You may be surprised to hear that the New York State Bar Association supports the legalization of adult-use recreational marijuana.
Why would the largest and oldest association of lawyers, sworn to uphold and defend the rule of law, take a position in favor of something that — even if legal at the state level — would remain outlawed by the federal government?
Why? Because this is what we do at the State Bar. We serve as a resource for policy makers, by providing objective, informed legal analysis on important issues, and making recommendations aimed at doing the public good.
State officials have been wrestling for years with the thorny question of whether to expand the legal use of marijuana beyond a medical program authorized in 2014.
Governor Andrew Cuomo made legalization a top priority in last year’s legislative session. But he and State lawmakers failed to come to an agreement.
This year, the Governor and the Legislature are trying again.
As New York considers whether to adopt legalization legislation, neighboring states are either moving in the same direction or have already acted.
Many New Yorkers are traveling across the border to Massachusetts, where the first recreational marijuana stores commenced sales in 2018. Some stores report that up to half their customers are New Yorkers.
This translates into a lot of lost revenue for New York. Plus, the products New Yorkers purchase in Massachusetts are neither regulated nor overseen in a manner our own elected officials have deemed appropriate.
Today, the center of gravity has moved to a place where New Yorkers in growing numbers recognize the need to regulate this massive black-market industry — an industry from which the State derives no tax revenue, and over which it has no control.
Support for legalization is now mainstream in a way that 25 years ago no one would have expected.
After careful study, we have concluded that the use of marijuana should be legal, so that the public health is protected, the consuming public is not cheated, and the State derives a financial benefit.
Legalized marijuana use legislation should include:
- USDA mandated cannabis testing
- A comprehensive State Office of Cannabis Management
- Provisions for local municipality “opt-out”
- State taxation
- Advertising and marketing guidelines
- State environmental protections.
The legislation should also encourage full participation in the regulated marijuana industry by people from communities that have previously been disproportionately harmed by marijuana prohibition and enforcement and use tax proceeds to positively impact those communities.
The National Academy of Sciences has found little evidence that the decriminalization of marijuana leads to a substantial increase in its use.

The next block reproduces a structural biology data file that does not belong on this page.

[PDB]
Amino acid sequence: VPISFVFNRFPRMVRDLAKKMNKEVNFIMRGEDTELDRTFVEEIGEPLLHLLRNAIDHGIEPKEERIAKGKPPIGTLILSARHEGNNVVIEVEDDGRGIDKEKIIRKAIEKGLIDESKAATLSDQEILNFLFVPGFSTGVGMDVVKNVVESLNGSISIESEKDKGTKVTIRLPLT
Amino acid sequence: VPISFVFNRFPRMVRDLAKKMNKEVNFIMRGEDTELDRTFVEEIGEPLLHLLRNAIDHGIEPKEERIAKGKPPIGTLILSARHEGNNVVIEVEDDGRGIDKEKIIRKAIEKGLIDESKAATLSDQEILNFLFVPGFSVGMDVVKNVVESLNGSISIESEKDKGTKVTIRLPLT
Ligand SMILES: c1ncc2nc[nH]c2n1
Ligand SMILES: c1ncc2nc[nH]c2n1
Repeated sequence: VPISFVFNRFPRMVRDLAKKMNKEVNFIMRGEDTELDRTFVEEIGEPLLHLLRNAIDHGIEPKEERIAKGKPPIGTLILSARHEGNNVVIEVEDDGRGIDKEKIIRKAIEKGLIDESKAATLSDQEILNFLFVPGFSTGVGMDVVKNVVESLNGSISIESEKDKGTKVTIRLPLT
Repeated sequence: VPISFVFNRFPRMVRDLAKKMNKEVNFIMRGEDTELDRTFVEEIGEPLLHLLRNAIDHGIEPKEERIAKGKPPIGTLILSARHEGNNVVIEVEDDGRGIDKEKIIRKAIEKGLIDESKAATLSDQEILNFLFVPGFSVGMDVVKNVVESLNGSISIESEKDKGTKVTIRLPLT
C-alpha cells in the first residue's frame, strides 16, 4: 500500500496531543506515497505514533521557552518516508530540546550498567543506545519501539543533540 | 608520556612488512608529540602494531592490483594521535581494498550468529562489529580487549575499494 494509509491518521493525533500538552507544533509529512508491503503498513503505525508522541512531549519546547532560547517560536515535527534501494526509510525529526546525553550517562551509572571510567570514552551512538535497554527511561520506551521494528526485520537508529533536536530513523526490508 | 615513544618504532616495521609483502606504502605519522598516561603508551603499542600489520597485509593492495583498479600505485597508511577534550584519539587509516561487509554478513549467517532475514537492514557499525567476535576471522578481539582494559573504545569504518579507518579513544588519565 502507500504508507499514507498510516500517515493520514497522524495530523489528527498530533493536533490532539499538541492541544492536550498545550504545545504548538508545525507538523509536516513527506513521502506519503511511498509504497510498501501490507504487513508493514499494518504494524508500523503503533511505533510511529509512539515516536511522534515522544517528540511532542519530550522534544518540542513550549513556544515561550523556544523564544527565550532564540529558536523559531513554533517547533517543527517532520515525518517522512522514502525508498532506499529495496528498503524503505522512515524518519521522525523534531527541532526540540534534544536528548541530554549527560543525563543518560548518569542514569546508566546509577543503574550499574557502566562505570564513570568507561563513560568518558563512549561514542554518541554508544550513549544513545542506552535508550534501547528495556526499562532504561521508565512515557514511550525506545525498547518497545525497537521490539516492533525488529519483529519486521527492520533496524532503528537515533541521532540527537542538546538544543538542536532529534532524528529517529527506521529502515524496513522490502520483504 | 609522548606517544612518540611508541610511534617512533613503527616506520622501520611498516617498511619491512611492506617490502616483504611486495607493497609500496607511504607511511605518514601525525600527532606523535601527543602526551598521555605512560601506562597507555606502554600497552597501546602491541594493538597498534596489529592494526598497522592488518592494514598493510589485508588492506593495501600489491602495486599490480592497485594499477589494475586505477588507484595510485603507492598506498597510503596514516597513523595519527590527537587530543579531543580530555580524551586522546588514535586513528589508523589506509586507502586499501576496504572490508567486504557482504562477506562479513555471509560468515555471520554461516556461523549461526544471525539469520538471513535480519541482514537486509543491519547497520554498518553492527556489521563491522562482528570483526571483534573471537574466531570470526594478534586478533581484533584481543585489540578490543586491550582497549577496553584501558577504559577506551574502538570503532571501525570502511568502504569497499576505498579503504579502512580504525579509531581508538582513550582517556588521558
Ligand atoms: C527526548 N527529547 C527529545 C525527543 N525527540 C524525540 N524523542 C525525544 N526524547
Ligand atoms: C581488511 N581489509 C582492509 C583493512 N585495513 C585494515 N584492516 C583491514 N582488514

That said, we have more to learn about cannabis and its impact on human health. Legalization will help make it possible to get funding for that research.
In our democracy, there is rarely a great social issue which does not eventually become a legal one. Such is the case with cannabis legalization. It’s a controversial subject that generates strong opinions, both pro and con.
But the time has come for lawmakers to act. That’s what we do here in the bellwether state of New York. We lead.
The law is a mirror of society and changes in society impact the development of the law. What once seemed unthinkable can, in the digital age, quickly become conventional wisdom. And, while the law must be stable, it also cannot stand still. The law embodies the development of attitudes and social mores in society through the years.
Same-sex marriage as a constitutional right is a good example of this phenomenon, as well as the power of lawyers to safeguard liberty, eliminate discrimination, and achieve social justice.
When I attended law school in the mid-1980s, it would have required prophetic powers to envision a society that viewed sexual orientation as a legal irrelevancy and same-sex marriage as a constitutional right. The AIDS epidemic was raging, taking the lives of 46,344 people by 1989, and three out of four cases were gay men. Fear gripped the nation. Homophobia was rampant.
Undaunted, lawyers battled for equality in the courts and public opinion ultimately turned. The states scrambled to keep pace until eventually New York’s Legislature created a statutory right to same-sex marriage, and the nation’s highest court made it the law of the land nationally.
We are witnessing a similar situation play out with marijuana legalization. It is an idea whose time has come and provides an opportunity to make right years of harm done to communities paying the price for outdated drug policy. But because the wheels of justice grind slowly, it is up to states like New York to lead the way.
Henry ‘Hank’ Greenberg is president of the New York State Bar Association.
The views expressed by commentators are solely those of the authors. They do not necessarily reflect the views of this station or its management.